ENDANGERED SPECIES IN THE LOCAL LIMELIGHT! Flying off to faraway lands to explore exotic flora and fauna is just not an option these days. Still, even in times of home quarantine it does body and soul good to get some fresh air on a regular basis. And the more you know about nature, the more you discover in nature. So it's a good thing Fräulein Brehms Tierleben (“Miss Brehm’s Animal Life”) is online now. It’s the world’s only theatre for endangered native wildlife, and it offers infotainment for Homo sapiens of every age – i.e. not just adults. You can enjoy this entertaining blend of science, field research and theatre live on YouTube.
>>> Fräulein Brehms Tierleben on YouTube

Sunday, 5 April, 7 pm
HÖLDER WHO? Although virtually unknown in his lifetime, Friedrich Hölderlin's importance in German literature is uncontested 250 years on. The Thalia Theatre in Hamburg is devoting a whole series of productions to the German Romantic poet for the 250th anniversary of his birth. Jens Harzer, the current bearer of the prestigious Iffland Ring (a distinction awarded to the world’s greatest actor in German-language theatre), is opening the celebrations of Hölderlin’s semiquincentenary this year with a reading from Hölderlin's Hyperion.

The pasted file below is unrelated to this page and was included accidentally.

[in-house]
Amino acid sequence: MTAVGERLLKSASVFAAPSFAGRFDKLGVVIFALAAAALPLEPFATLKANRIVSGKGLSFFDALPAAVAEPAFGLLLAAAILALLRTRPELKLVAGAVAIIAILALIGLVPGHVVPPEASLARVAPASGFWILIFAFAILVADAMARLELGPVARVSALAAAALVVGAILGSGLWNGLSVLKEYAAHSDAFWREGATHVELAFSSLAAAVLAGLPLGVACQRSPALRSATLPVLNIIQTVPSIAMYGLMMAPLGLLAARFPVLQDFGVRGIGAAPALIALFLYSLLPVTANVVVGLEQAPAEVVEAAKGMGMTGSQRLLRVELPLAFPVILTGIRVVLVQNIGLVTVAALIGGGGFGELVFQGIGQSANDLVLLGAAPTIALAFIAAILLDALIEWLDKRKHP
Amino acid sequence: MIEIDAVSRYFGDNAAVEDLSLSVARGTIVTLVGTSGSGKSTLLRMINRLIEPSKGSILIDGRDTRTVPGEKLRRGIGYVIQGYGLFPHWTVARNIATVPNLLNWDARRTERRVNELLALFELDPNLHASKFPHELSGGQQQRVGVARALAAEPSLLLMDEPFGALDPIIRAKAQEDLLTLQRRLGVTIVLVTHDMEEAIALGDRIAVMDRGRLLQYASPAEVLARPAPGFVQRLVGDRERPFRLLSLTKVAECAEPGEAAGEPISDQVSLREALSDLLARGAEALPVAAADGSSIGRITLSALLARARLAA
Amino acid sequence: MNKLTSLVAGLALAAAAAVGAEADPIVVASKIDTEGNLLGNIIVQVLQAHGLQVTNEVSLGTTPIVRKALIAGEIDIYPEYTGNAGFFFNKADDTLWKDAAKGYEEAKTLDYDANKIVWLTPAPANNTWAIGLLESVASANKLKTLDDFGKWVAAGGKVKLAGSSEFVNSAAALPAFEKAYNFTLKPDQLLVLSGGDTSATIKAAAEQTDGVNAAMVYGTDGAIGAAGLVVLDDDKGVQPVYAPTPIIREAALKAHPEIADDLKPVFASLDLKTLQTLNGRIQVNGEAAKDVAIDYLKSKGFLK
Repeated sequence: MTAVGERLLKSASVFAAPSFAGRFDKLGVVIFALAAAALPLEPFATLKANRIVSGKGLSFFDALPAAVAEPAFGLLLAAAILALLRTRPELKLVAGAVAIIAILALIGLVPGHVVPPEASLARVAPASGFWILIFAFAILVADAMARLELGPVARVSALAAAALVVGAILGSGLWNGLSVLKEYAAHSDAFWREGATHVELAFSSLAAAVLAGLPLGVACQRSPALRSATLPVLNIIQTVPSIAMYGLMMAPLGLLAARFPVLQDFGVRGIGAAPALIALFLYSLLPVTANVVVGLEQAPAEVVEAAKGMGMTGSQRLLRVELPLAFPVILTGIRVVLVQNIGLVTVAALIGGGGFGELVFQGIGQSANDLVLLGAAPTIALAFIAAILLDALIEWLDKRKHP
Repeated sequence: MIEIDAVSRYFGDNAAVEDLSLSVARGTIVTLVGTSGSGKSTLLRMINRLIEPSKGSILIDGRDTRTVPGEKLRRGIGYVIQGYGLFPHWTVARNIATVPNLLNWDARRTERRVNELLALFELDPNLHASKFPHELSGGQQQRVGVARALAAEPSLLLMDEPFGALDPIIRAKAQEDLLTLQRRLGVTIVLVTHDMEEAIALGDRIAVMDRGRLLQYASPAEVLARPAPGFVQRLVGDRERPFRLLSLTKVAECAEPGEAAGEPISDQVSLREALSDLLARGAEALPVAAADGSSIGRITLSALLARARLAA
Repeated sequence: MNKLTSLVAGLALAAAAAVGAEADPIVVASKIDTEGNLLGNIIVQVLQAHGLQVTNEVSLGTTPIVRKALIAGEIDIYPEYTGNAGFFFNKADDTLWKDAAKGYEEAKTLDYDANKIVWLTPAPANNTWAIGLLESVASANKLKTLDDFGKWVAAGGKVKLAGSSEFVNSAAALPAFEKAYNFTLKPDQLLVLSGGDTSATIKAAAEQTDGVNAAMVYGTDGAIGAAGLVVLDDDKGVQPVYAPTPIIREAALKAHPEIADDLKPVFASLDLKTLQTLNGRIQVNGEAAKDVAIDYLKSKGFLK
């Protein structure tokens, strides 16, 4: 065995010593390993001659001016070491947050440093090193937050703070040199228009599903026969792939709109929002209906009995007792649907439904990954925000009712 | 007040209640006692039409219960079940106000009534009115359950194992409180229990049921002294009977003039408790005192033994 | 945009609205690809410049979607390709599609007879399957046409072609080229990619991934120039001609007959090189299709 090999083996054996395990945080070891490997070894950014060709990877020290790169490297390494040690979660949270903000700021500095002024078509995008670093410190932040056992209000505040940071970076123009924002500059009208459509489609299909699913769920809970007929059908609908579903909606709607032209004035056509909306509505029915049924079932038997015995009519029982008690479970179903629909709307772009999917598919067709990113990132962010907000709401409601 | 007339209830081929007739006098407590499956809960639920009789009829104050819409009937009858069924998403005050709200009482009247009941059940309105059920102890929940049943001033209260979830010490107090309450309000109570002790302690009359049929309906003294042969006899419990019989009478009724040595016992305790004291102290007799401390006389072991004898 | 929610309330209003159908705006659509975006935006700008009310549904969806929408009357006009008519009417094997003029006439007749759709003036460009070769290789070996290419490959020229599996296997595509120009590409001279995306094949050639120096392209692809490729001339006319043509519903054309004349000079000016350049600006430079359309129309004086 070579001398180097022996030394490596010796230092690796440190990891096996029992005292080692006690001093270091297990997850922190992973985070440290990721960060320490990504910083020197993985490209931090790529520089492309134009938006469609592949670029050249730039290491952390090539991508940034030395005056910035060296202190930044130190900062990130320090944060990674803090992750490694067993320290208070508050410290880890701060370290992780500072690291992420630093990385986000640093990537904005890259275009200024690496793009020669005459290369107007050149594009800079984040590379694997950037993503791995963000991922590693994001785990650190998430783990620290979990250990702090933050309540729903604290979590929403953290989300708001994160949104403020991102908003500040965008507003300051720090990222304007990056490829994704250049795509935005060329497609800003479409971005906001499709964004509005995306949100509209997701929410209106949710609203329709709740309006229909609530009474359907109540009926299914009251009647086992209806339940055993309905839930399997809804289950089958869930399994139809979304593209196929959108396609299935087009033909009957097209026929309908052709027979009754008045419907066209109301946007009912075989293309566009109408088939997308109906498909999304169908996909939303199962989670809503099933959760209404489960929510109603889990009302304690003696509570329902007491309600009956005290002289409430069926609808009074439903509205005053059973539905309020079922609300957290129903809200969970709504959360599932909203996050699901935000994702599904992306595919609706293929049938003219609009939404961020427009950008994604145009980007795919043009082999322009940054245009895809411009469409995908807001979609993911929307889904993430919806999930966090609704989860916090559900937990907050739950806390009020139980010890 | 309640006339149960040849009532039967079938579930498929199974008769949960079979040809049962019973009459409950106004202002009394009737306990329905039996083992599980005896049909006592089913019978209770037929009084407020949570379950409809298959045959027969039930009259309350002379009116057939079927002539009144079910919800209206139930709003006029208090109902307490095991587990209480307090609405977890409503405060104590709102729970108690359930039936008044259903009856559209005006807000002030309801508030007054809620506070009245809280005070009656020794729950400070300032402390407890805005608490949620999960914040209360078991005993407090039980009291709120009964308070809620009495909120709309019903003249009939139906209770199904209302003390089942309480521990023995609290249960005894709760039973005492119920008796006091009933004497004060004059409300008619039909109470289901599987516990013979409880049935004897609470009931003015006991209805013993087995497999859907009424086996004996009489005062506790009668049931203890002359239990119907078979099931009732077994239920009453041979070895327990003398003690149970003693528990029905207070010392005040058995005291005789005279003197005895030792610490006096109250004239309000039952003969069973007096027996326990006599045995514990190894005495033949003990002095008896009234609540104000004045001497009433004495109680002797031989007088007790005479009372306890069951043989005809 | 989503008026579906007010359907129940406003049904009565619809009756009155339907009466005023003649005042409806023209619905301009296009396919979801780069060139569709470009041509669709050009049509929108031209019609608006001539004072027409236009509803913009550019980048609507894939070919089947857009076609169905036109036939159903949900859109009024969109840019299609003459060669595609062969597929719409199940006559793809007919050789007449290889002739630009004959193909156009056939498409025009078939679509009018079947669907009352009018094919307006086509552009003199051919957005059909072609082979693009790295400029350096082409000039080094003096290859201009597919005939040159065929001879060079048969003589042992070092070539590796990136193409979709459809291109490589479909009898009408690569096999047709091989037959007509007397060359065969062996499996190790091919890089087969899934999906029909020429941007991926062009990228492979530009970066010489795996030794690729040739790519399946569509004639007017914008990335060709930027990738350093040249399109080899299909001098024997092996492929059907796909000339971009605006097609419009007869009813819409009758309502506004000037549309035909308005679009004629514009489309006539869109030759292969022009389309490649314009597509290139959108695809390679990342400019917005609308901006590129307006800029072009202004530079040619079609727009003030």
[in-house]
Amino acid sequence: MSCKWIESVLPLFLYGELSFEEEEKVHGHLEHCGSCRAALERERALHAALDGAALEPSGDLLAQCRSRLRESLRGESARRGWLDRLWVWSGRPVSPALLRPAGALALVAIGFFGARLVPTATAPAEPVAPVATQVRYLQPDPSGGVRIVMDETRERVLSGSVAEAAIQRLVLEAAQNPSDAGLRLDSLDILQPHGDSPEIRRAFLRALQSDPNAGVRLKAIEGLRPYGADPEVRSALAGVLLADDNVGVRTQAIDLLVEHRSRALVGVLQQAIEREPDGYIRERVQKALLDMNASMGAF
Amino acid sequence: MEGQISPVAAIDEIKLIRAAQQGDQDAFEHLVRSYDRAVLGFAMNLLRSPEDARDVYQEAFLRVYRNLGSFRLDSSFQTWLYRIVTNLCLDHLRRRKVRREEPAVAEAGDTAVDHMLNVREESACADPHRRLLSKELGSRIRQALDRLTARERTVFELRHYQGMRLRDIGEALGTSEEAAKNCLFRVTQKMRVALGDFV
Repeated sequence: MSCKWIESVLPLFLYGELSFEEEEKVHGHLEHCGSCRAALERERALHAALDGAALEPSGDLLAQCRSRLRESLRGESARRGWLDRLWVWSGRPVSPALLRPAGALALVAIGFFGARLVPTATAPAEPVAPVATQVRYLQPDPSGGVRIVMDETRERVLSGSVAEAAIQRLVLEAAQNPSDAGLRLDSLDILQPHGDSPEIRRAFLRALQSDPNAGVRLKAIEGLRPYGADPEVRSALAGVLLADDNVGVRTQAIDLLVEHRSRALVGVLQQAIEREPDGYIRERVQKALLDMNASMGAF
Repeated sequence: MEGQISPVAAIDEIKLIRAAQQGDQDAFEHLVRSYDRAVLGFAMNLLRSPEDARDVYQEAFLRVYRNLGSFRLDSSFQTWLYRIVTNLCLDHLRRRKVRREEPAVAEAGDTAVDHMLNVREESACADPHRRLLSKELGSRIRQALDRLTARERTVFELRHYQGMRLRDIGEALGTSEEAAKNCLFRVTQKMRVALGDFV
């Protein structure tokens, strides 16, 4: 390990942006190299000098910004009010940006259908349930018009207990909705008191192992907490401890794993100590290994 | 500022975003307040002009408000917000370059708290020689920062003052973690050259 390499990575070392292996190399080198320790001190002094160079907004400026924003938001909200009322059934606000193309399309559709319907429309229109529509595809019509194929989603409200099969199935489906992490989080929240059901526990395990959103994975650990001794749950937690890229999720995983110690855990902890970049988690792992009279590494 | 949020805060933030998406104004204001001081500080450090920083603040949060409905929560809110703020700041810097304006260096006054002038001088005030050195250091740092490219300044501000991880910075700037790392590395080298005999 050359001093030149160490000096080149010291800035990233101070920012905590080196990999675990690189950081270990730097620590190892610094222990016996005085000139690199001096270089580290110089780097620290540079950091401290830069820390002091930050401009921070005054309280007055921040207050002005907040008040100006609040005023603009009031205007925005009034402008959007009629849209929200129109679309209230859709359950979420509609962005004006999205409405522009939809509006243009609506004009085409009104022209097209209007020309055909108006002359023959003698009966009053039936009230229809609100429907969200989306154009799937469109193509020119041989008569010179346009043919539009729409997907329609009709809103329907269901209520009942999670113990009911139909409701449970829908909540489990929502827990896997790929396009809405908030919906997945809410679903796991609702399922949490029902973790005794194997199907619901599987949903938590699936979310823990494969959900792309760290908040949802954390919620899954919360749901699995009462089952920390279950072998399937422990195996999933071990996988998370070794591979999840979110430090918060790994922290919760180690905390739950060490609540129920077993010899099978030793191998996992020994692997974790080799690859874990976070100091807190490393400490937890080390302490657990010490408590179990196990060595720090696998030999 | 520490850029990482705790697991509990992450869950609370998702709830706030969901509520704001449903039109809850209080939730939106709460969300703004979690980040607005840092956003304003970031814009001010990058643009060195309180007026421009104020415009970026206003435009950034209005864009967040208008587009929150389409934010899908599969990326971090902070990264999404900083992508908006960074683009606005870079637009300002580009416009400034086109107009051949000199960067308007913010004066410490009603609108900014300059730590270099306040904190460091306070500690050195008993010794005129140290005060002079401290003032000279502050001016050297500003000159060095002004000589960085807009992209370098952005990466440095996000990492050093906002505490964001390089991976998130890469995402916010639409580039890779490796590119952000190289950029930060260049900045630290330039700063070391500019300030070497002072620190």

This epistolary novel is about one of the great love stories in world literature: the 22-year-old tutor Hölderlin fell headlong in love with Susette Gontard, his employer’s wife. When their affair was found out, he was fired and prohibited from seeing her. The young poet immortalized this “blessed creature” in Hyperion's love Diotima. Jens Harzer is accompanied by the string quartet of Ensemble Resonanz, one of the world’s pre-eminent chamber orchestras.
>>> Thalia Theatre

Tuesday, 7 April, 7pm
A HOUSE CONCERT PIONEER. In the wake of the coronavirus outbreak, Igor Levit was one of the first German artists to perform online to a stay-at-home audience. Every evening, the pianist livestreams recitals from his own living room on Twitter – and will continue to do so “until we can all really get close together again” and experience music.
>>> Igor Levit on Twitter



We’re always on the lookout for online events these days, so if you have any tips or leads of your own, please email us at:sophia.karimi@goethe.de or sinah.grotefels@goethe.de. We look forward to checking out your recommendations!